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    Cost of Living in Norway

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    Cost of Living in Norway: Officially the Kingdom of Norway, the country is located in Northwestern Europe. It is home to over 5.3 million people, and this population is incredibly diverse. As well as the mainland area of Norway, the Kingdom also includes the island of Jan Mayen and the archipelago of Svalbard. Norway shares land borders with Sweden, Finland, and Russia, and has a vast coastline. Due to Norway’s proximity to the Gulf Stream, it benefits from a mild climate.

    Cost of Living in Norway Details

    Despite not being a member state, Norway maintains a close relationship with the European Union. It was also a founding member of the United Nations, NATO, and the Council of Europe, as well as being part of the European Economic Area and the Schengen Area. Outside of the Middle East, Norway is the world’s largest producer of oil and natural gas. Other prominent sectors include lumber, seafood, and minerals.

    Cost Of Study In Norway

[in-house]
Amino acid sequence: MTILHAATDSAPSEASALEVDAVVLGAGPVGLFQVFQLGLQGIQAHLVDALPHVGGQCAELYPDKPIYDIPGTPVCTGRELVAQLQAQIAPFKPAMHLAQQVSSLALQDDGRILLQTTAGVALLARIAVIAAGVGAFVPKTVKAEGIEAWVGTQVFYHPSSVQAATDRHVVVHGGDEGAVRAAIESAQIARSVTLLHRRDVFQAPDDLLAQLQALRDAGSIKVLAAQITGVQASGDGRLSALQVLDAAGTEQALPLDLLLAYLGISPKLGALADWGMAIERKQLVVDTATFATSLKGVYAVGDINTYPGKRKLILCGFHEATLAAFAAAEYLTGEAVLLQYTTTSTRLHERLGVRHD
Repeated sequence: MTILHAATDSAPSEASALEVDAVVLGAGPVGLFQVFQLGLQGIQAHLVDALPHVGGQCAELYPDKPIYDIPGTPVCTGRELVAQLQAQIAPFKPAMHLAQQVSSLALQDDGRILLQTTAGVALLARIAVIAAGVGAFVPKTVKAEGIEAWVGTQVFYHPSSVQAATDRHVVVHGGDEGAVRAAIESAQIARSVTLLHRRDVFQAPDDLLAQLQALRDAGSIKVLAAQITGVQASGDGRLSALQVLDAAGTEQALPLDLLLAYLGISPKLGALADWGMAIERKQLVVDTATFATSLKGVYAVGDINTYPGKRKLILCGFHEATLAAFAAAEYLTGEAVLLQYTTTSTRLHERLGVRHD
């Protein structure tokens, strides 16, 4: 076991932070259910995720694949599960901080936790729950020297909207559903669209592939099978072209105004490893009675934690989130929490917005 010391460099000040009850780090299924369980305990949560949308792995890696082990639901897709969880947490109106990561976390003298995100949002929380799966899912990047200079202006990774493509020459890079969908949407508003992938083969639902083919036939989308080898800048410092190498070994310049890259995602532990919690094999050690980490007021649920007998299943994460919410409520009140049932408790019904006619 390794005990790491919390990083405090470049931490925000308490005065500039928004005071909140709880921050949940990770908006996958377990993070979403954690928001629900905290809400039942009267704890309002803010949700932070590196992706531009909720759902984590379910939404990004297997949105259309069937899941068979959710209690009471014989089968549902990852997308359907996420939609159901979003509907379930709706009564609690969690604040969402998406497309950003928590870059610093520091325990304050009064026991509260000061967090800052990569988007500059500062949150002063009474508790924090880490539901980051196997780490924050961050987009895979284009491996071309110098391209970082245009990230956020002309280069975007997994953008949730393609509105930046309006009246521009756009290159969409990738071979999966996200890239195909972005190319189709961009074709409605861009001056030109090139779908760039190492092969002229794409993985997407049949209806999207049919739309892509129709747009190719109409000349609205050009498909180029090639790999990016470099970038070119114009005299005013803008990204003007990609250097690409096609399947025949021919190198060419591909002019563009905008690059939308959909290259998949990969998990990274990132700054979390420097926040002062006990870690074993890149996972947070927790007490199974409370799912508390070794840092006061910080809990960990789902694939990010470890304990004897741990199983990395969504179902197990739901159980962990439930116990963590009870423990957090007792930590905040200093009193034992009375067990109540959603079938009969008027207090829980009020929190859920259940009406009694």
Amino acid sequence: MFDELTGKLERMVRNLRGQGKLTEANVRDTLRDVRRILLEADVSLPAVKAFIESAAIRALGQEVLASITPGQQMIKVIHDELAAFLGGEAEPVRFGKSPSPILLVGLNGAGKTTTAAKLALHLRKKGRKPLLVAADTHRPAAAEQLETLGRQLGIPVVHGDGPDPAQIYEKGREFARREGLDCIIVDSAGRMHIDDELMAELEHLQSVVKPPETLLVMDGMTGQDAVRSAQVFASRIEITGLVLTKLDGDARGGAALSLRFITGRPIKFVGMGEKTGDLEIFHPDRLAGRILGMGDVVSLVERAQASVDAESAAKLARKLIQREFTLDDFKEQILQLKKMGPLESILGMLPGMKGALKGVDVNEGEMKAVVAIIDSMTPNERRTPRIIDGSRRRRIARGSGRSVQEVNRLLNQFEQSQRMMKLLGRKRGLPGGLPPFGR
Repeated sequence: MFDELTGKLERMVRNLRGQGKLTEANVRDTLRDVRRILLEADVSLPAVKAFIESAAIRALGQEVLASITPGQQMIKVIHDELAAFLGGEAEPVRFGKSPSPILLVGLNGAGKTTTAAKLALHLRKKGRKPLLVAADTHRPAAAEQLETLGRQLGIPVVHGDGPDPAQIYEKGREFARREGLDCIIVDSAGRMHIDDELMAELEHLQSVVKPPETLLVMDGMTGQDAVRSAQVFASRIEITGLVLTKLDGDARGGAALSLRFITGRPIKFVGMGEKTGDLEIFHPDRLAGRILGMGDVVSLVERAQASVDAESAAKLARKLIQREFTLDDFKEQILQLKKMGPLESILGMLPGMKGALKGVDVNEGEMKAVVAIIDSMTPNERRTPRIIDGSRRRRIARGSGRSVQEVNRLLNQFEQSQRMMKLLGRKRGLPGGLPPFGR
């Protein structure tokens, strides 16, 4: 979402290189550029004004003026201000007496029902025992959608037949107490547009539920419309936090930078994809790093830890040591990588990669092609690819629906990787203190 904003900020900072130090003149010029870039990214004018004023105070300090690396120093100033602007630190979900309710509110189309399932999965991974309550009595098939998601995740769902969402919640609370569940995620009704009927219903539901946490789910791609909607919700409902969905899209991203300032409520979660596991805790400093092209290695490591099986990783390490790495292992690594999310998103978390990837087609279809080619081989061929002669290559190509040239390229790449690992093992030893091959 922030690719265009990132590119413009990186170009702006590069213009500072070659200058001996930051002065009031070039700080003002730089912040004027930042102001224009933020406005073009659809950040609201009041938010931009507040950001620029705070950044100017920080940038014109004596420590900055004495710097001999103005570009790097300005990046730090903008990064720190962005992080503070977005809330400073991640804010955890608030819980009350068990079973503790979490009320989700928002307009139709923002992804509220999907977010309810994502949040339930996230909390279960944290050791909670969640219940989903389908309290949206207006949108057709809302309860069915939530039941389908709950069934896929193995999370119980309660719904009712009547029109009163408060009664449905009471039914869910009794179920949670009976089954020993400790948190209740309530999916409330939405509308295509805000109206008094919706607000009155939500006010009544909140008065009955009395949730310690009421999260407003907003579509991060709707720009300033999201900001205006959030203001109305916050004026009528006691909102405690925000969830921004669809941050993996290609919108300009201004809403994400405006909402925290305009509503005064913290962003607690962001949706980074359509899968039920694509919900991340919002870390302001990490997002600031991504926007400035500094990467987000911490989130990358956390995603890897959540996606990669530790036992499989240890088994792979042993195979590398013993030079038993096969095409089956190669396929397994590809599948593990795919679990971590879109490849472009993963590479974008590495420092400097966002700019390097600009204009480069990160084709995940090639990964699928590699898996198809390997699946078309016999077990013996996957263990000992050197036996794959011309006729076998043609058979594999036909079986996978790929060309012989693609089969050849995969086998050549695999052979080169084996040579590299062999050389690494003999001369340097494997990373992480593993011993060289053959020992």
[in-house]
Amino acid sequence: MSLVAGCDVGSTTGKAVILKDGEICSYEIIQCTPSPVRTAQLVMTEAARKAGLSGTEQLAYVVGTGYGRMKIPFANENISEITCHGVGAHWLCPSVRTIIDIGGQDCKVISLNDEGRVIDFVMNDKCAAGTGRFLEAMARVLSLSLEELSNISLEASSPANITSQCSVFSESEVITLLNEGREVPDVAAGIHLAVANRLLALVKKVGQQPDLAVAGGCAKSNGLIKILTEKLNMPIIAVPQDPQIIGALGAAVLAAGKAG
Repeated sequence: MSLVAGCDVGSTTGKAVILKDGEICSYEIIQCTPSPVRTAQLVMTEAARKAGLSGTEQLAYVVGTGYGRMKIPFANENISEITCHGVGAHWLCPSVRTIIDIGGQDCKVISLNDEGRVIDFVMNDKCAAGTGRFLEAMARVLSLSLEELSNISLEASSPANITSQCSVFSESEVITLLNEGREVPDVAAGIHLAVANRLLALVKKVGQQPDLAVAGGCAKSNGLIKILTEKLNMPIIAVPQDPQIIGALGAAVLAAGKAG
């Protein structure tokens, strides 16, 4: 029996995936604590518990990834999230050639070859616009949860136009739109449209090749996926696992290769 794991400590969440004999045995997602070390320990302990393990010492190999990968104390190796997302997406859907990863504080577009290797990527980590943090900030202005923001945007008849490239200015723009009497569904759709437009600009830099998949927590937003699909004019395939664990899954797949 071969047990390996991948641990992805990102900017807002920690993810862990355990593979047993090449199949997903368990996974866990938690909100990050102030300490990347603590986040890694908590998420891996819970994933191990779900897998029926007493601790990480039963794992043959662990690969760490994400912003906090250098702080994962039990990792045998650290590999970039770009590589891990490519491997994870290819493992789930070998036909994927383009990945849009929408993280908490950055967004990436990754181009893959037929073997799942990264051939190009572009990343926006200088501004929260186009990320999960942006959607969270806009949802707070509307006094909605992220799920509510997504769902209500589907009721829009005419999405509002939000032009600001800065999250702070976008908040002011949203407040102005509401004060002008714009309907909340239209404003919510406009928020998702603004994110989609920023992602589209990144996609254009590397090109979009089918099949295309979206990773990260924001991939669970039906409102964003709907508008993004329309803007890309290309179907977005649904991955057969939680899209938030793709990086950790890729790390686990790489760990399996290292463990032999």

Public universities in Norway do not charge tuition fees even for international students. Depending on where you choose to study, you may be required to pay a small fee each semester, but that is normally between NOK 300 and NOK 600. This semester fee gets you membership to the student union, access to health services, counseling, and sports facilities as well as an official student card. Your student card can reduce your fees on public transport and give you a discount for museums and art galleries. There are some courses at public institutions that you may have to pay for, but these are rare and tend to be at the postgraduate level. If you choose to study at a private institution, you will be required to pay tuition fees, and these will vary at each institution. There are some scholarships available for EU/EEA students and international students, make sure to check with your chosen institution about your eligibility.